As part of the recently renewed attention on the nation’s gun control debate, more than one national media source has reported on the interplay between firearms and domestic violence protective orders. While some states require those who get served with a protective order to immediately surrender their firearms, Maryland is not one of those states.
As an Ann Arundel County domestic violence lawyer would likely explain, in Maryland a judge must issue what is called a “final” protection order before a suspected perpetrator of domestic violence would be required to turn over his or her guns to law enforcement. The upshot to this is that the suspected perpetrator would have the opportunity to be heard at a court hearing before losing his or her rights to possess firearms.
Logically, this means that the alleged perpetrator will have advance notice of his or her court date and will not have to give up firearms immediately, even though he or she has already been served with a protection order. This setup can make for a dangerous situation, especially if the person reacts violently in response to the protection order.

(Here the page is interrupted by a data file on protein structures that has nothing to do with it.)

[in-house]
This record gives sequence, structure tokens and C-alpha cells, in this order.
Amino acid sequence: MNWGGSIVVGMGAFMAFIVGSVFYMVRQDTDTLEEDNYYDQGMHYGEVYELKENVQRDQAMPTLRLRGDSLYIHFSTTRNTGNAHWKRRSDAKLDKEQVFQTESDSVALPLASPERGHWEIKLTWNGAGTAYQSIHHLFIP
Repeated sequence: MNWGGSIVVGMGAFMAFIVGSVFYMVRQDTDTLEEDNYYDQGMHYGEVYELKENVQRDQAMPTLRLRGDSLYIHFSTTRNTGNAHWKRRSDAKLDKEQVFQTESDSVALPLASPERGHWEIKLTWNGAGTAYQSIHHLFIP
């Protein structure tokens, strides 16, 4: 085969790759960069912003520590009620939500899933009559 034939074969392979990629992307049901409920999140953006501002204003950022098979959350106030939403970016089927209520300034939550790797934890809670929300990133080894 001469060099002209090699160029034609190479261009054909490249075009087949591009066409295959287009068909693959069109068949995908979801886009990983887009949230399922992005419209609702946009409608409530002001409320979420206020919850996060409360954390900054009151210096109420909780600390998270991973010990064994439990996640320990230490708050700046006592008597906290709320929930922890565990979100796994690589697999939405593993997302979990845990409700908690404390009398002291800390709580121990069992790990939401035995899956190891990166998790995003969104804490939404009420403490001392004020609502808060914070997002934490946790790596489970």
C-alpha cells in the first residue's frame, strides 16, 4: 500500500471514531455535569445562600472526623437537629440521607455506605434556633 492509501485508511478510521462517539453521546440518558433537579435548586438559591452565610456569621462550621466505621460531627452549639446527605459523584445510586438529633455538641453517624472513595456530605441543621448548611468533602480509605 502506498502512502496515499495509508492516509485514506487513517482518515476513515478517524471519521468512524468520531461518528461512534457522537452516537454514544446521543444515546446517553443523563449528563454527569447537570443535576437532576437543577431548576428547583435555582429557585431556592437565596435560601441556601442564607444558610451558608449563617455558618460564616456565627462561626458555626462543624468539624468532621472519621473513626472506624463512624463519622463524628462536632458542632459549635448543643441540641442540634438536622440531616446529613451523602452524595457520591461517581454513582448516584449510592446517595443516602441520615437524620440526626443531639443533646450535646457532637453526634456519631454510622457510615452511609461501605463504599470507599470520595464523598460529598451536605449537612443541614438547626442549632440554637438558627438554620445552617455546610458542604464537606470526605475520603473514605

In one case that has been reported, a man against whom the man’s estranged wife received a protective order eventually located her and fatally shot her before killing himself.
On the other hand, Maryland does at least give victims of domestic violence some mechanism for ensuring that their abuser does not have possession of a firearm that the abuser could later use to harm or kill his or her victim. Some states do not require that a person served with a protective order surrender his or her firearms under any circumstances.
Perhaps the time has come to re-think Maryland’s domestic violence laws and revise them so as to afford more protection against gun violence. Until that time, however, the best domestic violence victims can probably do is get in front of a judge as quickly as possible in order to get a final protection order that may include a requirement that an alleged abuser surrender his or her firearms.
Source: MSNBC, “Restraining orders often don’t require a surrender of guns,” Evan Puschak, March 15, 2013.
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